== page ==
ARIAD Announces the Commercial Availability of Iclusig (Ponatinib) for Patients with Refractory Philadelphia-Positive Leukemias in the U.S.
17th January 2014
CAMBRIDGE, Mass.--(BUSINESS WIRE)-- ARIAD Pharmaceuticals, Inc. (NASDAQ: ARIA) today announced the commercial availability of Iclusig® (ponatinib) for adult patients with refractory chronic myeloid leukemia and Philadelphia-chromosome positive acute lymphoblastic leukemia in the United States. ARIAD has begun shipping Iclusig to Biologics, Inc., its exclusive specialty pharmacy, which is now filling prescriptions from physicians and distributing the cancer medicine to patients.
We are pleased to again have Iclusig commercially available to patients in the United States, stated Marty J. Duvall, executive vice president and chief commercial officer for ARIAD. Iclusig is now in our distribution channel with Biologics, and our dedicated sales force will begin promoting Iclusig immediately. We are highly confident in our commercial launch of Iclusig and look forward to reporting on our progress on a quarterly basis.
Last month, the U.S. Food and Drug Administration (FDA) approved revised U.S. Prescribing Information (USPI) and a communications Risk Evaluation and Mitigation Strategy (REMS) for Iclusig that allowed for the immediate resumption of its marketing and commercial distribution. The USPI includes a revised indication statement and boxed warning, updated safety information and recommendations regarding dosing considerations for prescribers. Iclusig is now indicated for the treatment of adult patients with:
T315I-positive chronic myeloid leukemia (chronic phase, accelerated phase, or blast phase) or T315I-positive Philadelphia chromosome positive (Ph+) acute lymphoblastic leukemia, or
Chronic phase, accelerated phase, or blast phase chronic myeloid leukemia or Ph+ acute lymphoblastic leukemia for whom no other tyrosine-kinase inhibitor therapy is indicated.
The starting dose of Iclusig remains 45 mg daily. ...read more
December 31, 2013 | Chronic Myeloid Leukemia, Hematologic Malignancies, Leukemia & Lymphoma
By Dave Levitan
A small, hypolobated megakaryocyte in a bone marrow aspirate, typical ...
Modulation of the bone marrow microenvironment with parathyroid hormone (PTH) may be a feasible way to dramatically reduce counts of leukemia stem cells in chronic myeloid leukemia (CML) patients, according to new research in mice. Reducing leukemia stem cells (LSCs) is a required step on the path to a true cure for the disease.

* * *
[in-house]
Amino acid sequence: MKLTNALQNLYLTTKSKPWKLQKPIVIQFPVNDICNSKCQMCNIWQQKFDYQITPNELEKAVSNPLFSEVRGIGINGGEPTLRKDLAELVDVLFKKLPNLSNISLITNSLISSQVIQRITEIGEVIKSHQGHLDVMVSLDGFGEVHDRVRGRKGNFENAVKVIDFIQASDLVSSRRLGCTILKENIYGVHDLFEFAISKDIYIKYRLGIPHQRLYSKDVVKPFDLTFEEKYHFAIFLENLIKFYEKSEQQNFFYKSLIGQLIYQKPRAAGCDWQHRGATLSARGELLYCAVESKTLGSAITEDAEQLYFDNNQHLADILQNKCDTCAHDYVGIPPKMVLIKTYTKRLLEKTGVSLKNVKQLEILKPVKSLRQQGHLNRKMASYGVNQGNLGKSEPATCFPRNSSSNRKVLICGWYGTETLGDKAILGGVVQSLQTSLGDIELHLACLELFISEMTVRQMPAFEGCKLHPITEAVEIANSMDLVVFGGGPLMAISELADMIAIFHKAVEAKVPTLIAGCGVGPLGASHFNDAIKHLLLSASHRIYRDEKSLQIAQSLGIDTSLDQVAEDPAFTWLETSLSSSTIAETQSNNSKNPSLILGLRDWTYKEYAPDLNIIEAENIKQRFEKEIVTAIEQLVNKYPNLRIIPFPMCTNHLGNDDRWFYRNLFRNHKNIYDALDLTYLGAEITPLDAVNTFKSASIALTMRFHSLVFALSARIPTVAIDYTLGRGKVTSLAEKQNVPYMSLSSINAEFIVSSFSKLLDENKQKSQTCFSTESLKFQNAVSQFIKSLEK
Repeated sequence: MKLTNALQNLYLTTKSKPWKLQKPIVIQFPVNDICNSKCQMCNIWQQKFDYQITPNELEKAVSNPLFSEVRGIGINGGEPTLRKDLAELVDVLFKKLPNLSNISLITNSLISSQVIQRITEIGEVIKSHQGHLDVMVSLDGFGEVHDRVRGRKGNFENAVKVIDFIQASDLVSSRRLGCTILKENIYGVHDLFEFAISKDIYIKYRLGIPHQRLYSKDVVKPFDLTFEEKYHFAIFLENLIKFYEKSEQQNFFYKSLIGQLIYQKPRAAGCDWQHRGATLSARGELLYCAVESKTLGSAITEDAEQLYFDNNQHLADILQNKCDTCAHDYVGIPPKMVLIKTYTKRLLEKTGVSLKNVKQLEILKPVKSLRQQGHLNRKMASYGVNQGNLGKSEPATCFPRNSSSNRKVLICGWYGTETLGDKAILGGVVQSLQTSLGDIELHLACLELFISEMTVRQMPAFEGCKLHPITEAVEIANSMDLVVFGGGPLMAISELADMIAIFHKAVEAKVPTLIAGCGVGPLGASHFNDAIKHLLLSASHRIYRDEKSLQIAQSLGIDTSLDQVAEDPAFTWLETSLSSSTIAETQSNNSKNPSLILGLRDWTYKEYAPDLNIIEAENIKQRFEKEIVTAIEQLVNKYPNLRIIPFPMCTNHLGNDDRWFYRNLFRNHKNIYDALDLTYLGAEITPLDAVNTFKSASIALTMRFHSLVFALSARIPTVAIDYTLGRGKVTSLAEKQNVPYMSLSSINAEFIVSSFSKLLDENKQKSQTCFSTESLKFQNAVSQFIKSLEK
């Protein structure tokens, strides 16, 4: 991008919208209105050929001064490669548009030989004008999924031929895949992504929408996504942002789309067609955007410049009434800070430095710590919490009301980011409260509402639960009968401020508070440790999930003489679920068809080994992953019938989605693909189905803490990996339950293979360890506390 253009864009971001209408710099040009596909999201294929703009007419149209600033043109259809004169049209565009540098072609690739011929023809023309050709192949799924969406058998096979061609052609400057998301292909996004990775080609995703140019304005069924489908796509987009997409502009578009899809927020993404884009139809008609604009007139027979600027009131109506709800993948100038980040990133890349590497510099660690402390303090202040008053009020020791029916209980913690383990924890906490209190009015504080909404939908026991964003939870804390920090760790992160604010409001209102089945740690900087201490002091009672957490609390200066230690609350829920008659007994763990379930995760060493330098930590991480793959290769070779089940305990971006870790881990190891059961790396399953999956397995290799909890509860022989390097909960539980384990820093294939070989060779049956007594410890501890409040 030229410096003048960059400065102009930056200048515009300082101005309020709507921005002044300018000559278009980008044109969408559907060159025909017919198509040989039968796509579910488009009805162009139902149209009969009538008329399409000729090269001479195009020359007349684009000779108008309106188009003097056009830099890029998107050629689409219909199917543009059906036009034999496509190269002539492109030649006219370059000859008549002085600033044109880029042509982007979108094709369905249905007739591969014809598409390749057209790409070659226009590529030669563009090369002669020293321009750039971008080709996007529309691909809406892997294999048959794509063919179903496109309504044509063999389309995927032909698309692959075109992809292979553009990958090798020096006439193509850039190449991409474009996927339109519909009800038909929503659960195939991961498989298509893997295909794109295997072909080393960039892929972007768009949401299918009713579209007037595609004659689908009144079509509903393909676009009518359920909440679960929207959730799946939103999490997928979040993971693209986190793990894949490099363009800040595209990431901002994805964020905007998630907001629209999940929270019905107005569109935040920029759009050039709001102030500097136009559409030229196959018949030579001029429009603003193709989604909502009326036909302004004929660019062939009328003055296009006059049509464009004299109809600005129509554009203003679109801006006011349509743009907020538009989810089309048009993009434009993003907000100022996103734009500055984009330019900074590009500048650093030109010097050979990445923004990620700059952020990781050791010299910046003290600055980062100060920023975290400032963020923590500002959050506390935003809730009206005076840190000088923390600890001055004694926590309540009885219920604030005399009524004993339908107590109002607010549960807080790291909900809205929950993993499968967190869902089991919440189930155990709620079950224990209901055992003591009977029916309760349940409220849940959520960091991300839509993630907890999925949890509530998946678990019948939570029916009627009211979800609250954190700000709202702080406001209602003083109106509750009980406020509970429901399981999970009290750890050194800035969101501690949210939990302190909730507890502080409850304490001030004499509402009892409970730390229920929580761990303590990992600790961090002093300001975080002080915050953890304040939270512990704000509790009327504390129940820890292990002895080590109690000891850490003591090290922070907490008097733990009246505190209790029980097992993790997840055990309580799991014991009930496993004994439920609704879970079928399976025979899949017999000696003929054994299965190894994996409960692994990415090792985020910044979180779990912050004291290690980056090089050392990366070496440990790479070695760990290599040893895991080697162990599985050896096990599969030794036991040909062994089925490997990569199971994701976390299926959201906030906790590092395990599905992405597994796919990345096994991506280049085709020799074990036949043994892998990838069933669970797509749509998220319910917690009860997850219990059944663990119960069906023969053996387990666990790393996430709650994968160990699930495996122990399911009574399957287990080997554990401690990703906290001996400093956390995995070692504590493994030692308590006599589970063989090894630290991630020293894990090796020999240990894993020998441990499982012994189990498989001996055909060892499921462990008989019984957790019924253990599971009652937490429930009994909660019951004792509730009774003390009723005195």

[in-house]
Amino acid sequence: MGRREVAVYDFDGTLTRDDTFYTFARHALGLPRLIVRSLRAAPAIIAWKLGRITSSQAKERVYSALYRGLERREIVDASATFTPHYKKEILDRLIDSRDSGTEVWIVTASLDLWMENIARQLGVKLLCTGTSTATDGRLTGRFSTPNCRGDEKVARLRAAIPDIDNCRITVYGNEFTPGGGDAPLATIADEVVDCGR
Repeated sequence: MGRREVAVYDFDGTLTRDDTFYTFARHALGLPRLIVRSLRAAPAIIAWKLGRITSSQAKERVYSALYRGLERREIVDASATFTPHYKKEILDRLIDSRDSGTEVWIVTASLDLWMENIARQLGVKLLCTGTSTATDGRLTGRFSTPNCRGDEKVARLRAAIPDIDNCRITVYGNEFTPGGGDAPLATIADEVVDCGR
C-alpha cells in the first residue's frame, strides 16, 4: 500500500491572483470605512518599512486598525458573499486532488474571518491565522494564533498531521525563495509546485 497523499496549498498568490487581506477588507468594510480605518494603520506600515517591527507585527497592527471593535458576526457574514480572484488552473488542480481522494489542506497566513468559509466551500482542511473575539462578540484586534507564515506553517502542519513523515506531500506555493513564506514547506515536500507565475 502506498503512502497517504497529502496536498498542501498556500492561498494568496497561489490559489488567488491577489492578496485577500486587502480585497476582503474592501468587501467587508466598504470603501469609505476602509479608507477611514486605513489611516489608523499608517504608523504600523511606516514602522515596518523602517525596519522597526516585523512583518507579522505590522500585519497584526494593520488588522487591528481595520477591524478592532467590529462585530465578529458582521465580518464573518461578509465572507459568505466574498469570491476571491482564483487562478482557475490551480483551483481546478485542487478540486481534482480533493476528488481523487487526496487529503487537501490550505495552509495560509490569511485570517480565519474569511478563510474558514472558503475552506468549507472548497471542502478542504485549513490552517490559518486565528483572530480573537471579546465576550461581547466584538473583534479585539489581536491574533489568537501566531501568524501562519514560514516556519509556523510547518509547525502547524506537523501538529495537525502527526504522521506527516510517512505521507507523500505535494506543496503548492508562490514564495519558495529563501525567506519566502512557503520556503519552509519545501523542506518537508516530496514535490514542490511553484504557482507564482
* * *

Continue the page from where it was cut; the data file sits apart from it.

A common novel splice variant of SLC22A1 (OCT1) is associated with impaired responses to imatinib in patients with chronic myeloid leukaemia.
Br J Haematol. 2013 Dec;163(5):631-9. doi: 10.1111/bjh.12591. Epub 2013 Oct 10.
Grinfeld J, Gerrard G, Alikian M, Alonso-Dominguez J, Ale S, Valgañon M, Nteliopoulos G, White D, Marin D, Hedgley C, O'Brien S, Clark R, Goldman JM, Milojkovic D, Apperley JF, Foroni L.
Approximately one-third of patients with chronic myeloid leukaemia will fail to achieve or maintain responses to imatinib. Changes in solute carrier family 22 (organic cation transporter), member 1 (SLC22A1, also termed OCT1), the main transporter for imatinib, have been proposed as a possible predictive factor. We analysed SLC22A1 mRNA levels and single nucleotide polymorphisms (SNPs) located in exon 7 in 153 diagnostic whole blood samples from two patient cohorts. The level of SLC22A1 expression did not significantly correlate with imatinib failure or achievement of molecular remission. The SNP 408V>M (g.1222G>A) was present in 65% of patients and was associated in all cases with an eight base-pair insertion (8(+) allele) at the 3' end of exon 7. The latter generates an alternative splice site, leading to a premature stop codon. M420del was found in 33% of patients and never in cis with 8(+) (the 3(-) allele). Significantly longer times to 1% and 0·1% molecular responses (by quantitative reverse transcription polymerase chain reaction) were seen in patients with 8(+) 8(+) or 8(+) N compared to those with the remaining four genotypes (N = no insertion or deletion). Patients lacking 8(+) and 3(-) (NN, 18%) showed the best outcomes overall. Thus, while SLC22A1 expression does not appear to affect response, alterations in its splicing or amino acid sequence may do so. © 2013 John Wiley & Sons Ltd.
chronic myeloid leukaemia, drug resistance, prognostic factors, tyrosine kinases
Results of study: Personalized Cellular Therapy CTL019
NEW ORLEANS — Three and a half years after beginning a clinical trial which demonstrated the first successful and sustained use of genetically engineered T cells to fight leukemia, a research team from the Perelman School of Medicine at the University of Pennsylvania and the Children’s Hospital of Philadelphia will today announce the latest results of studies involving both adults and children with advanced blood cancers that have failed to respond to standard therapies. The findings from the first 59 patients who received this investigational, personalized cellular therapy, known as CTL019, will be presented during the American Society of Hematology’s Annual Meeting and Exposition in New Orleans.